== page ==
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Patients referred from primary care with iron-deficiency anaemia: analysis of a nurse-led service. An improvement for both doctor and patient?

Iron-deficiency anaemia (IDA) is a very common disorder. In 1998, an analysis of historical data revealed that 20 patients harbouring gastrointestinal cancer who were initially referred with IDA had an average wait of 11 weeks from referral to diagnosis.Recent government recommendations have brought this subject to the fore and are driving change in an already pressured service by insisting that IDA should be included in the indications for urgent referral as part of the two-week wait rule. With the paucity of diagnostic symptoms and clinical signs seen in most patients with IDA, a wait for consultant outpatient review prior to endoscopic evaluation seemed an unnecessary delay. In December 1998 a fast track protocoldirected nurse-led IDA clinic was established and here we evaluate the results of the first consecutive 100 patients. All 100 patients referred over 15 months were seen within two weeks. A nurse specialist followed an established protocol to elicit a structured medical history and undertake a limited physical examination. The presence of alarm symptoms or signs led to rapid investigation within two weeks. Nineteen patients were found to have gastrointestinal cancer (17 colonic, two oesophageal). In these 19 patients the mean time from general practitioner referral letter to diagnosis was four weeks and 79% had a diagnosis within three weeks. In conclusion, this nurse-led open access IDA clinic attracted appropriate referrals from primary care and greatly improved the referral-to-diagnosis time for patients harbouring gastrointestinal malignancy. In all cases it was apparent that a clinical nurse specialist was entirely capable of safely assessing these patients and planning appropriate investigations.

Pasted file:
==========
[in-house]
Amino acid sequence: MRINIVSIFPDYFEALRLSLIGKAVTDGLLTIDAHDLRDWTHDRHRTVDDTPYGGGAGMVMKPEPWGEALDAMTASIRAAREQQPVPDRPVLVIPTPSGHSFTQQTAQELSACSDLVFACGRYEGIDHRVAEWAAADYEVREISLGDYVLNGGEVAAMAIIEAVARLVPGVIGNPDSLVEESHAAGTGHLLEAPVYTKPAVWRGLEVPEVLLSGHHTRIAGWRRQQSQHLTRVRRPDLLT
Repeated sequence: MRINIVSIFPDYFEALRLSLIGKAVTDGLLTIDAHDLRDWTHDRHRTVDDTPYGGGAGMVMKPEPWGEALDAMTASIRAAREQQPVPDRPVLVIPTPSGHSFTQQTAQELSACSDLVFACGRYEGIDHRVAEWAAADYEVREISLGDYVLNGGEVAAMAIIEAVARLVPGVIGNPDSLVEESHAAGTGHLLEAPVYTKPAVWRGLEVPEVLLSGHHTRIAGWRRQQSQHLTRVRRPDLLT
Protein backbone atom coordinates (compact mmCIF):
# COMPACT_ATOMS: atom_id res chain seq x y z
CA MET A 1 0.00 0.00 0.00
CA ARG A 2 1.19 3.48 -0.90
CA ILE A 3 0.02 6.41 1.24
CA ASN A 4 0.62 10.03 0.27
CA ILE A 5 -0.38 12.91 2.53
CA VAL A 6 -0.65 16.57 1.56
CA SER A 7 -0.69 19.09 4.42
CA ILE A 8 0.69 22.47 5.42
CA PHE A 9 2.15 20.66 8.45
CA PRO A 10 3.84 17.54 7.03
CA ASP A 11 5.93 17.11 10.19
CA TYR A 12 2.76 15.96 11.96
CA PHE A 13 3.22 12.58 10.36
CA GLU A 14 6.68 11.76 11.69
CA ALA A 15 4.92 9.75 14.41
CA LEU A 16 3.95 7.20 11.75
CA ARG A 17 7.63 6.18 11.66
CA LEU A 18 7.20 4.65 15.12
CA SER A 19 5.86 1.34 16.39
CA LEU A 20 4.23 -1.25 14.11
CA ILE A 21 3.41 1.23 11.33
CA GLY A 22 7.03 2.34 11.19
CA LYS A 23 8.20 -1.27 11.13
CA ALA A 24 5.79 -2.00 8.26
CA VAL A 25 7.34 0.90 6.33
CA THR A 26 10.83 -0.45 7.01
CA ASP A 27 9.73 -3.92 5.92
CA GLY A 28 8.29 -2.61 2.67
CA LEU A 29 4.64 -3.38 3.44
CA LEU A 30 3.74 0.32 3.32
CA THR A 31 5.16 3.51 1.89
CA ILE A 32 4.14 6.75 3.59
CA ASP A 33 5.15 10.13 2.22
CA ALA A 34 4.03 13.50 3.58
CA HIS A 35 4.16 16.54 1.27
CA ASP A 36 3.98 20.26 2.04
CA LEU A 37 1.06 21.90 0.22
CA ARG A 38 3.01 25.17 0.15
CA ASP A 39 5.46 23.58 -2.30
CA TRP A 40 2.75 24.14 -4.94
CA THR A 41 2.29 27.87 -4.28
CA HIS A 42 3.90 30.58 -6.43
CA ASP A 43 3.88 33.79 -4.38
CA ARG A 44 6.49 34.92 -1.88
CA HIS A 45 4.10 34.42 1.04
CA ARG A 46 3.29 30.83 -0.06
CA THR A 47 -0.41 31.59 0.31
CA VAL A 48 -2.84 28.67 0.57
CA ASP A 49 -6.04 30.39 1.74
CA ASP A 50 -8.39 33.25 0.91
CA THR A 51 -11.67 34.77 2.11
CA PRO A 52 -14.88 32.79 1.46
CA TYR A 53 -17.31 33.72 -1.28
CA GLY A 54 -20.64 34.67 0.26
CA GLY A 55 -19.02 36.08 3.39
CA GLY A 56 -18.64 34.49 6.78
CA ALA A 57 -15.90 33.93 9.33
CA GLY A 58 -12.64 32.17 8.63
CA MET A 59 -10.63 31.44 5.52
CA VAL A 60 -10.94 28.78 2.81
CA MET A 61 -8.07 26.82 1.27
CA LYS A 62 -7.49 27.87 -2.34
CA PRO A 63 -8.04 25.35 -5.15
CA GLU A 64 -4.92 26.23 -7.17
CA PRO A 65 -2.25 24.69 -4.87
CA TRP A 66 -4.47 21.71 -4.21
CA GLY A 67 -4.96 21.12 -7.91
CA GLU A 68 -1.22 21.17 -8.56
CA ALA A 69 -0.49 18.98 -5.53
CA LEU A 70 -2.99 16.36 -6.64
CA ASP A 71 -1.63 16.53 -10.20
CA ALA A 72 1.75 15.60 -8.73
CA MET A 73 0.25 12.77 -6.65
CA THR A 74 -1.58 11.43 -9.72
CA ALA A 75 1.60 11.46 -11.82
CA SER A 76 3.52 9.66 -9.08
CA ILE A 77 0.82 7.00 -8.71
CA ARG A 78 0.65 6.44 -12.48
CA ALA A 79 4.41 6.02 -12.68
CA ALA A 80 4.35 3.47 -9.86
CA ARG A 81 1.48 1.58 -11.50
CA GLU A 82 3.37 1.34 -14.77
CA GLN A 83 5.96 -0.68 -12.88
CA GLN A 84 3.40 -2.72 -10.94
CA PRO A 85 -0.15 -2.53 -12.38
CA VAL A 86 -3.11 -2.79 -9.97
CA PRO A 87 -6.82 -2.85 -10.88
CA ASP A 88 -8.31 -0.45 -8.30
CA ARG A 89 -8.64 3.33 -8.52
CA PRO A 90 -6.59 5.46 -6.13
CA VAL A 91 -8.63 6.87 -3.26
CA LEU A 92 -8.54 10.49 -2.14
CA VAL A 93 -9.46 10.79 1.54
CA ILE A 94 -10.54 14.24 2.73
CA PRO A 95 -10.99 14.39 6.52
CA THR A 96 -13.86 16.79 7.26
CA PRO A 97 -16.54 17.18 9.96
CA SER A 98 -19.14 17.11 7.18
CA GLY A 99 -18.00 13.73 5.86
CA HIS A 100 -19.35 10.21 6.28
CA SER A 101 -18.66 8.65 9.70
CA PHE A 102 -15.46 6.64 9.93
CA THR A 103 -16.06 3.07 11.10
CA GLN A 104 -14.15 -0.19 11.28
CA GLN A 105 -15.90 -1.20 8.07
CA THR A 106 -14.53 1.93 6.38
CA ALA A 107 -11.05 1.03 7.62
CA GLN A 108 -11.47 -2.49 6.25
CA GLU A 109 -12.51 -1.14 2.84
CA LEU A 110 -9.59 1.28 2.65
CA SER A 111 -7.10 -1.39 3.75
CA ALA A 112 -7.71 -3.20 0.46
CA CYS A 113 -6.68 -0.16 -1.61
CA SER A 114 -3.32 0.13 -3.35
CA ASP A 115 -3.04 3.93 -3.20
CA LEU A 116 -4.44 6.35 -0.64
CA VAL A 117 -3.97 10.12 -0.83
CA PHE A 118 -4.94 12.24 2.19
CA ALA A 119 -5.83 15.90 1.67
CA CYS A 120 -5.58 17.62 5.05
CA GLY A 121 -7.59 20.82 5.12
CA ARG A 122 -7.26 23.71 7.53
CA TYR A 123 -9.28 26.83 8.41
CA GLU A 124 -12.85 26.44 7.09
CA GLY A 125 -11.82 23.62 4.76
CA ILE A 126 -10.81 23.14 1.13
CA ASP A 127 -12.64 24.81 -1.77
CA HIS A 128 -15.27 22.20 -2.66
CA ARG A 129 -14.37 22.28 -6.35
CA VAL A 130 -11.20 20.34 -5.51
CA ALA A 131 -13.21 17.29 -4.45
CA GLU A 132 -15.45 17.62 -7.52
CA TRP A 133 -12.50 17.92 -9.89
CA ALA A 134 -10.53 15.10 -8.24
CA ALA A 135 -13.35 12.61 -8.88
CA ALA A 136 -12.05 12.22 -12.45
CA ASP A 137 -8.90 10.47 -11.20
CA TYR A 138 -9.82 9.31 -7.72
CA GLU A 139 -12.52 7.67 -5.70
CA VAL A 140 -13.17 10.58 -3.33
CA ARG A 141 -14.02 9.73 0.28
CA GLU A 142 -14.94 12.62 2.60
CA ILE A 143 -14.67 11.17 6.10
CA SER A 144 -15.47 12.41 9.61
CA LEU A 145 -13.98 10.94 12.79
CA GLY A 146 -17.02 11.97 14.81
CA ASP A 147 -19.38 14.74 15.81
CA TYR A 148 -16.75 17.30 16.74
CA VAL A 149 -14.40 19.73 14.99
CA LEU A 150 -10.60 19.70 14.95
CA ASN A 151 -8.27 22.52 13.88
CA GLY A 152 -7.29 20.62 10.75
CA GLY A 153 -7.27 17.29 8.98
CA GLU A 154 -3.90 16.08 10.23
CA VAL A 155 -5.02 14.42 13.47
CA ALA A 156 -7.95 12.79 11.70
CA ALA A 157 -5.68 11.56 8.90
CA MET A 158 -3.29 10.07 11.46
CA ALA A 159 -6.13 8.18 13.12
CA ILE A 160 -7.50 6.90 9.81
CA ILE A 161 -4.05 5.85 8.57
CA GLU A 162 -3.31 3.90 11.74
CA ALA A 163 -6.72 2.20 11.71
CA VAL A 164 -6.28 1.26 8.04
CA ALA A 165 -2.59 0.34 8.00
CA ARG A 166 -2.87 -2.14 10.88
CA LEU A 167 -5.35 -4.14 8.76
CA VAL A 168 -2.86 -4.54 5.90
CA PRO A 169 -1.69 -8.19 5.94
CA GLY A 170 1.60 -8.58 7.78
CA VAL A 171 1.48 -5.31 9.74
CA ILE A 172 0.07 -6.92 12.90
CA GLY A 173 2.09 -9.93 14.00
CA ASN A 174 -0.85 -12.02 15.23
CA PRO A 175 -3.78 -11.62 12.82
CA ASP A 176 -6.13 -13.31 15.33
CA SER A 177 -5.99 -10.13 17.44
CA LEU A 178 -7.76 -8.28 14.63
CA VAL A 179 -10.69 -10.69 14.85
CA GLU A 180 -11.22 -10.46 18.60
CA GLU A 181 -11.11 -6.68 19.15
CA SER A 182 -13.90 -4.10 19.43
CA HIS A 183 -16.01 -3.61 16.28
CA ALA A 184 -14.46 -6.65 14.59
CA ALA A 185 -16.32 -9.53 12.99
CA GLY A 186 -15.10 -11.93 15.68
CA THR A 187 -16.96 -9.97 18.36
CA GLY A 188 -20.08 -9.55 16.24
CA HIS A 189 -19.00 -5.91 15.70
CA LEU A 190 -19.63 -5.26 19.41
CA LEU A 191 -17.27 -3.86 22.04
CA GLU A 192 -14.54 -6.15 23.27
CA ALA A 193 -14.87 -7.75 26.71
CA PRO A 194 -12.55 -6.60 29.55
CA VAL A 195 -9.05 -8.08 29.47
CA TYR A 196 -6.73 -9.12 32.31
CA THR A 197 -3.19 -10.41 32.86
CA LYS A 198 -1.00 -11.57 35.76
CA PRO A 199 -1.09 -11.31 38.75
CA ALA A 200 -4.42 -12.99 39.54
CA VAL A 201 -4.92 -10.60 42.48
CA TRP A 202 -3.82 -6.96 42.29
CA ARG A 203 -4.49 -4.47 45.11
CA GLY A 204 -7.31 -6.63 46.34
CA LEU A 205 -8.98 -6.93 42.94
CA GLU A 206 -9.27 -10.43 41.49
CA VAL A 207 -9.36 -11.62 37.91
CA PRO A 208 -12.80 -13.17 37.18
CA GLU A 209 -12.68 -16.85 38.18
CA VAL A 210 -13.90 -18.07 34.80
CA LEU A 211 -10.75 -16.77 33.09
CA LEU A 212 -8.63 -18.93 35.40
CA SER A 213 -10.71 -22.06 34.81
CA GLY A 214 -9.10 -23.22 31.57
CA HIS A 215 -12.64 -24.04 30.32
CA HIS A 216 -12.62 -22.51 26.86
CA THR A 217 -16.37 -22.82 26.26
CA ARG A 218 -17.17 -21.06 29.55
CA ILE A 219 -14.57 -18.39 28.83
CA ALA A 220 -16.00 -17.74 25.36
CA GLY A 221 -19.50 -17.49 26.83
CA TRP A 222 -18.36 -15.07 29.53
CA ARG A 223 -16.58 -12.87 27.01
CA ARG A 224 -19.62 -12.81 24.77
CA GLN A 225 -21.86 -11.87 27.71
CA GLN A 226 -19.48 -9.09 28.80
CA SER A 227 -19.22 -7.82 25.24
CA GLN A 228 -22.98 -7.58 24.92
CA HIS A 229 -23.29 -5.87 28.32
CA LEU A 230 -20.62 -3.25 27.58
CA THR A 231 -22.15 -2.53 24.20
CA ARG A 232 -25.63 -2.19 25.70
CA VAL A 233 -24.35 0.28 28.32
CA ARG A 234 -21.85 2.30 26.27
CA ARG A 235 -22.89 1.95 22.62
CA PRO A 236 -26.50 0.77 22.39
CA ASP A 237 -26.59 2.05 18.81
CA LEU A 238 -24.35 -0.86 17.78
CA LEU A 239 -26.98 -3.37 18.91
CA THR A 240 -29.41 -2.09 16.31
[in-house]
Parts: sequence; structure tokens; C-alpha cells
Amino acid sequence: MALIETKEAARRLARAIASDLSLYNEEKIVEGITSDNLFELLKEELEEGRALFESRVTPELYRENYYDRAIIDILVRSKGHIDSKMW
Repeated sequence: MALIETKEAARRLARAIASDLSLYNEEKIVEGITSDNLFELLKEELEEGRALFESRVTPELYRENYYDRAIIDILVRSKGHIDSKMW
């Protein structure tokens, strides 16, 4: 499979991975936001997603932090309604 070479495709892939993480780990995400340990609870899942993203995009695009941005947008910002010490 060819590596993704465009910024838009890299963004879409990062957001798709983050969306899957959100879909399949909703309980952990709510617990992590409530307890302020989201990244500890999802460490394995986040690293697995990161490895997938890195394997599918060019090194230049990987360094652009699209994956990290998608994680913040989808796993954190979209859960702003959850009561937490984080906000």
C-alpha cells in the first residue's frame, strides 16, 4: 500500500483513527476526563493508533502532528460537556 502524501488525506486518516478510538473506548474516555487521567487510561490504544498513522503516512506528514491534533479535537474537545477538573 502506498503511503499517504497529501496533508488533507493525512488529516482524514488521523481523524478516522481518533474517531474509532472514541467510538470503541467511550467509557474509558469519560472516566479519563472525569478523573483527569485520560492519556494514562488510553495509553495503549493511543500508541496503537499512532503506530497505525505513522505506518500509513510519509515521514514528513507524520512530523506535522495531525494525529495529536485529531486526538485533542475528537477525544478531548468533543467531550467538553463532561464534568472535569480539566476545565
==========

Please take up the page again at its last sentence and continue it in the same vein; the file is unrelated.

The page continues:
Andrew Davis

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